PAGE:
72: “When they lose their sense of awe, people turn to religion…”  When what starts as wonder and awe at the majesty of the world becomes crystalized, it becomes “organized religion,” and then the followers of a particular group hold on to various dogmas.  In science, we can see this in the case of the geocentric view — long after it became untenable to hold to Ptolemy’s system, the church and other groups held on to it, despite evidence to the contrary.  And there is the chance that years from now, scientific truths we hold will come under attack and those who have a vested interest in the theories of today will dig in and fight any changes.  Of course, we see this turn to fundamentalism today as a case of the people losing their sense of awe and wonder.  And I’d include dogmatic atheism in this mix as well — at times, it seems all dogmatic people have is dogma and they lose the wonder of life lived, with all its messiness and complexity.


Lenten Observance: Day 35

Tao 69 & 70

69: Here we have a military metaphor — the generals know that it is best to understand your enemy, and to wait and see, rather than to rush in.  But the line that really jumped out at me following an injunction not to underestimate your enemy, “Underestimating your enemy means thinking he is evil.”  And this seems a large part of fighting in a war — the enemy is demonized and dehumanized (as a means of placating the conscience, I guess), but such actions then tends to justify all sorts of atrocities against the enemy — after all, if the enemy is some inhuman monster, any action taken against him/her is justifiable.  Yipes!  Of course, I wonder if you can continue to view the other as the “enemy” if you begin to understand that person, which would mean more waiting and seeing and less rushing in.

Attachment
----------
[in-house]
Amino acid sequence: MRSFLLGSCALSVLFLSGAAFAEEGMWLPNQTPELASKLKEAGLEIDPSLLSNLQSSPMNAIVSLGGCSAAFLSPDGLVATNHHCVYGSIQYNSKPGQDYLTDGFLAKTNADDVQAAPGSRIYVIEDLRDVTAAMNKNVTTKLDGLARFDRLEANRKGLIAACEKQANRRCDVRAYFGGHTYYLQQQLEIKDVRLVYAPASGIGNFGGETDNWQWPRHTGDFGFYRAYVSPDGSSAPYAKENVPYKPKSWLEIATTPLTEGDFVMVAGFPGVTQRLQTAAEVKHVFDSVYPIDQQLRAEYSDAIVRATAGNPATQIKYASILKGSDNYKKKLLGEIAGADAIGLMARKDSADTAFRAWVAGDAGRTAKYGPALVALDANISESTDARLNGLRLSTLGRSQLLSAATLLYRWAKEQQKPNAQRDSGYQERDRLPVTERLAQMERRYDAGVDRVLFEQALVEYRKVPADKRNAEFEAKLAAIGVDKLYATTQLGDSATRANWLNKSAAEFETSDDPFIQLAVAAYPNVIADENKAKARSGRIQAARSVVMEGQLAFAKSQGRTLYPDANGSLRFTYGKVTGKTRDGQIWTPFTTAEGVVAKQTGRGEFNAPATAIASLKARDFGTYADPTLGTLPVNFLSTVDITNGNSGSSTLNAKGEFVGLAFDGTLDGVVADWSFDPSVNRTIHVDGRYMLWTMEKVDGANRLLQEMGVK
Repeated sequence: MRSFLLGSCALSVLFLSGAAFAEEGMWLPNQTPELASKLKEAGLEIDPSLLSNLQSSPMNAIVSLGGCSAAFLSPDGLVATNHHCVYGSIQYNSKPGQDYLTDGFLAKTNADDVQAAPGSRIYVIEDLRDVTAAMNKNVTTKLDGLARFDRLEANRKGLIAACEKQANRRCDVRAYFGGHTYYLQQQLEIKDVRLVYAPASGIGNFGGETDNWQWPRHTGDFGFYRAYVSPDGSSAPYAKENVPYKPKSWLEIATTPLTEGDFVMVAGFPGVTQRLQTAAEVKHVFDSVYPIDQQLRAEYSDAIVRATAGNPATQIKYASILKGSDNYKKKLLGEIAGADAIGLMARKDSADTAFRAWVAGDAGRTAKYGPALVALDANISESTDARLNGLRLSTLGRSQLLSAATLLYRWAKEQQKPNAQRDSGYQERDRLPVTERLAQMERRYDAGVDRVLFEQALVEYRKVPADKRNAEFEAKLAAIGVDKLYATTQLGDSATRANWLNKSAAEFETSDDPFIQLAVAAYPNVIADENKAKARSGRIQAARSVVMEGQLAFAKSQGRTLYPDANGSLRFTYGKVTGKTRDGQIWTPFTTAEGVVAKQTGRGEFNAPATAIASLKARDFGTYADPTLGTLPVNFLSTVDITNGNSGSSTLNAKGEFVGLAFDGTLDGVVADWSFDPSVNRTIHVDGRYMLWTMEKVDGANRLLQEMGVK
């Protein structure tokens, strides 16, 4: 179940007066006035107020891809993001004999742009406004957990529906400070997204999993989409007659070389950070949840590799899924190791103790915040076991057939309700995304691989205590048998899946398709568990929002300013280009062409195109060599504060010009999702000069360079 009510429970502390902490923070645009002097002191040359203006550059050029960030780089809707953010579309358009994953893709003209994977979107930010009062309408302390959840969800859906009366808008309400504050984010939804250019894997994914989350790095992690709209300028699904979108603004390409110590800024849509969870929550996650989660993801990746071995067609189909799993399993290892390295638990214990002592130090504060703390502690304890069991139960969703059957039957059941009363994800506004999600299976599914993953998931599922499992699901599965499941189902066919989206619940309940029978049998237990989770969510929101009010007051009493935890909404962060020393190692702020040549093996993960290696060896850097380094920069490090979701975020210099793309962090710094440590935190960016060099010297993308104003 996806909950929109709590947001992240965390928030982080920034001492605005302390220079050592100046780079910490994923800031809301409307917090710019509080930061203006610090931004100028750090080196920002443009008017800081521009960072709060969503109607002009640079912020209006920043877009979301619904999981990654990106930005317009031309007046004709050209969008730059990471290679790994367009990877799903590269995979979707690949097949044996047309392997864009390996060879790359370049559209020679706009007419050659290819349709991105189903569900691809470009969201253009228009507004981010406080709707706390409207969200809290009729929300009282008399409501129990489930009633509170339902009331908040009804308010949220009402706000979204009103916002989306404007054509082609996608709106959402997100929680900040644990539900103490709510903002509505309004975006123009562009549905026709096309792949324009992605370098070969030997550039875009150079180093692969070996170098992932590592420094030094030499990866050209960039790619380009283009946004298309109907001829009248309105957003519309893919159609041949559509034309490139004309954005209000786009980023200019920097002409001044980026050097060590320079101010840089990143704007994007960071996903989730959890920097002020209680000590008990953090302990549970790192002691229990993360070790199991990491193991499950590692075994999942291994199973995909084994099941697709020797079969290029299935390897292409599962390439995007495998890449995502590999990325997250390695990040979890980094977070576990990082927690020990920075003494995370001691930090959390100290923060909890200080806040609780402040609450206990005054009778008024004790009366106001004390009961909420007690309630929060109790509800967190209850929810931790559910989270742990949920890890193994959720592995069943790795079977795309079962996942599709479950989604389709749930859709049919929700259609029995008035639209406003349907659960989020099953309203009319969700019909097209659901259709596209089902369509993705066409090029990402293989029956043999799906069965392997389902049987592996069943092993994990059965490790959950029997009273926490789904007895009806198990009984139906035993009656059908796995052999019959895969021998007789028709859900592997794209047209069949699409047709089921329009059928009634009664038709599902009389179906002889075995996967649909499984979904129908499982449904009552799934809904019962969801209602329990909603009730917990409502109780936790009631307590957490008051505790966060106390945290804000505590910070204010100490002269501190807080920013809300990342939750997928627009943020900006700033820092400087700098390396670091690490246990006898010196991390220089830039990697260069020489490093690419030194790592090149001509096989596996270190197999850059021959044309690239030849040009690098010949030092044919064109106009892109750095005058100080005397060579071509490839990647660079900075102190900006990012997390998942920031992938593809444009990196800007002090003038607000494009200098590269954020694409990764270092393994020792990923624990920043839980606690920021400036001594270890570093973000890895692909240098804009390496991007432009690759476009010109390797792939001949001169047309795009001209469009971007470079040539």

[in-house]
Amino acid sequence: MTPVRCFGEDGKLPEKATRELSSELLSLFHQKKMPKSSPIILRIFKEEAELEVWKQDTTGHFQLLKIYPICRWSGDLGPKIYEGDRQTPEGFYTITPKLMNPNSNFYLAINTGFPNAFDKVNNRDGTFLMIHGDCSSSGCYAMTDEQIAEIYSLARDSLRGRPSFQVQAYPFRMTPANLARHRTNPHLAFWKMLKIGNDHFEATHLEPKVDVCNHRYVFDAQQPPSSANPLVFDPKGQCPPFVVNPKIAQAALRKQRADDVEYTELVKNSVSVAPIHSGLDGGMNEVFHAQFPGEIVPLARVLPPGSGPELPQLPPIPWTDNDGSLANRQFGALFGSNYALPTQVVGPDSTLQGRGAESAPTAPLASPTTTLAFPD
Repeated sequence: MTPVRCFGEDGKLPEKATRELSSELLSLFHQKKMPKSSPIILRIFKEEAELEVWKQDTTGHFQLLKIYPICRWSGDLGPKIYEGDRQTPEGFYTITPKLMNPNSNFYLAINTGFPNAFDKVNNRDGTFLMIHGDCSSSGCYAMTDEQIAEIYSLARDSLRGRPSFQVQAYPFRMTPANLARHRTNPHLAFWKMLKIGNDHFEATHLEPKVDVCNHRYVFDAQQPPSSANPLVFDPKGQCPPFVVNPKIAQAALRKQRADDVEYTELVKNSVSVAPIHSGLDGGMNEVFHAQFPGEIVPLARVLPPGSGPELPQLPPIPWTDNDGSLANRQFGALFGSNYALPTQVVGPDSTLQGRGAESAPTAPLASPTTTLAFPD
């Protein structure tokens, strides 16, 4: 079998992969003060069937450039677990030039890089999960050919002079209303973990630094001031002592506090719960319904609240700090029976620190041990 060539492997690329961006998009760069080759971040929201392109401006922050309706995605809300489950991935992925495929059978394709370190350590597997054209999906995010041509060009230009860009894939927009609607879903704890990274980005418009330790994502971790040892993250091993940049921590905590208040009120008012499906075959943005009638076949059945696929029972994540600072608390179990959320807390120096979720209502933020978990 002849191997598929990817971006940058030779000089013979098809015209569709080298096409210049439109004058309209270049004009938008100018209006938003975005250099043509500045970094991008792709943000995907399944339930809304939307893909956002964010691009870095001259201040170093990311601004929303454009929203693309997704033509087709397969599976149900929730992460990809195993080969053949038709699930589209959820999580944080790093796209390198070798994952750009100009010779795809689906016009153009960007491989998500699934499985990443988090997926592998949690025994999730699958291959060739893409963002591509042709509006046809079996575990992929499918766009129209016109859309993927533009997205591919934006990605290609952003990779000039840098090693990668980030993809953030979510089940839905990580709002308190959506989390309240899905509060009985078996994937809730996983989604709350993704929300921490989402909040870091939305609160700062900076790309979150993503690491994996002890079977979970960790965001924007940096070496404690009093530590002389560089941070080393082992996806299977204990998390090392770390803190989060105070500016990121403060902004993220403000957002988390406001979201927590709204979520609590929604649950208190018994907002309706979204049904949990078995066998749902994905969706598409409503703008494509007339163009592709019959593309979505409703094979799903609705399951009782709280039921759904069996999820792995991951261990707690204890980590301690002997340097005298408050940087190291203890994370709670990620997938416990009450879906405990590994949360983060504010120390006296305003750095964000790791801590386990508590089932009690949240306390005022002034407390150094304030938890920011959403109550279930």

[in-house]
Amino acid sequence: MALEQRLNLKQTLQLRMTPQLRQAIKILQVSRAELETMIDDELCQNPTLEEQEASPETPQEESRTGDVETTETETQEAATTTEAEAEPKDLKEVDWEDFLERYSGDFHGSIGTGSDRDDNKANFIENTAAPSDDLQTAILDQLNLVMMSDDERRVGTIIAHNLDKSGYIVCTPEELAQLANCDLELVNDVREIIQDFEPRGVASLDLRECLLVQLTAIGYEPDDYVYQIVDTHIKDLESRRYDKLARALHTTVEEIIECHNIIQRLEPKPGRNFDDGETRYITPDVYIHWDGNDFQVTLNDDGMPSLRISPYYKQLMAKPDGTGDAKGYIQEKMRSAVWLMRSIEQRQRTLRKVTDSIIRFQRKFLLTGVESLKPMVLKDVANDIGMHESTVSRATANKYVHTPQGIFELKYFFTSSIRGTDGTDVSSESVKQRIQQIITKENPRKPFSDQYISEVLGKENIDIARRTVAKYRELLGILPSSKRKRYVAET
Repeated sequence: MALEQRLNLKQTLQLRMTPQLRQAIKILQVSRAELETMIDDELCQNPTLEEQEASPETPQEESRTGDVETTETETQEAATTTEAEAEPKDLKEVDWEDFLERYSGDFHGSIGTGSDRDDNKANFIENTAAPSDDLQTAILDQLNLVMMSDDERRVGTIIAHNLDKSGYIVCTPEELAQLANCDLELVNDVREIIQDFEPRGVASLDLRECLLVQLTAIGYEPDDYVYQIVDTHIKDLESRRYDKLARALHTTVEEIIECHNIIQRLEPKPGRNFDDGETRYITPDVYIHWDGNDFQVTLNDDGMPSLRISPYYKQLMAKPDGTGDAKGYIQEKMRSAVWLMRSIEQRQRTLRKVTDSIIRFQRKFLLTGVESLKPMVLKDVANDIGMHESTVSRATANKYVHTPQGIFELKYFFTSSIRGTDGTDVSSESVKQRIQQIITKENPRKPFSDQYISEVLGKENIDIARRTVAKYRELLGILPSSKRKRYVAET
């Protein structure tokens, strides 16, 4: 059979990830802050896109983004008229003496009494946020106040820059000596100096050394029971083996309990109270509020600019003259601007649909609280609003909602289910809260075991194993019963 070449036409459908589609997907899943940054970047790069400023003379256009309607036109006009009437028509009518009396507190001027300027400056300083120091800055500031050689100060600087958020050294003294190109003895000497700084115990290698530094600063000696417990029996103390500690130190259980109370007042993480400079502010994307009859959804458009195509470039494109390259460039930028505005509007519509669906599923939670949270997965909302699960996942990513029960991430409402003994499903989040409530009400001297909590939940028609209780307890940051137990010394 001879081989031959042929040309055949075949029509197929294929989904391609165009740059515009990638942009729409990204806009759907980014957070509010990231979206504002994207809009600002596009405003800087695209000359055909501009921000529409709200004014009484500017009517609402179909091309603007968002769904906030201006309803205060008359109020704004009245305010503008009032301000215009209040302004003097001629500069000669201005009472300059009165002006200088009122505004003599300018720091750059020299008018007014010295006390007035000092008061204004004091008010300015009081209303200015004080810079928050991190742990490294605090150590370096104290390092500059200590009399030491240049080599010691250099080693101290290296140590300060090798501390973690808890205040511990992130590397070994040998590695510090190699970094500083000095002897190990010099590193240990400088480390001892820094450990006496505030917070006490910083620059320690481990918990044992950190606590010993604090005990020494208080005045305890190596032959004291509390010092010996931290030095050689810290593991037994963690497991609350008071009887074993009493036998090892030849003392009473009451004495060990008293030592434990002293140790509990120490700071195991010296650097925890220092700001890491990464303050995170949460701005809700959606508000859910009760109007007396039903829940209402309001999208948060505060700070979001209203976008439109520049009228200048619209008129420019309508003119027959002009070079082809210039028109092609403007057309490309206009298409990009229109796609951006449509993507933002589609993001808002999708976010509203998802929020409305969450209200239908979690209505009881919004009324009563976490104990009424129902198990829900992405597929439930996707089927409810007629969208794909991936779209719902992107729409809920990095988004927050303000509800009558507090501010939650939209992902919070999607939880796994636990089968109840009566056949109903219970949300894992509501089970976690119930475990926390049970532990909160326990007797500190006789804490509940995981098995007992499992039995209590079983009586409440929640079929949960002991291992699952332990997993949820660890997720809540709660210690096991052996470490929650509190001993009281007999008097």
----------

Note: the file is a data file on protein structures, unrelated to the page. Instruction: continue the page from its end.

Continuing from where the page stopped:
70: We’re almost in “koan” land here:  “My teachings are easy to understand and easy to put into practice.  Yet your intellect will never grasp them, and if you try to practice them, you’ll fail.”  Sounds very Holmesian — of course it’s elementary, Watson, but your puny intelligence can’t get at it.  There has to be more than that here.  I’m guessing that part of the point is that when we try to “understand” something, to apply the intellect to a problem, we are limited in our grasp, as our way of understanding involves more than our reasoning mind.   In the case of human interaction, we can fall in love, but we cannot analyze our way into love.  We have to feel it.  So the problem here is not that it is impossible to get this, but it is impossible (or almost so) for the intellect to get at it.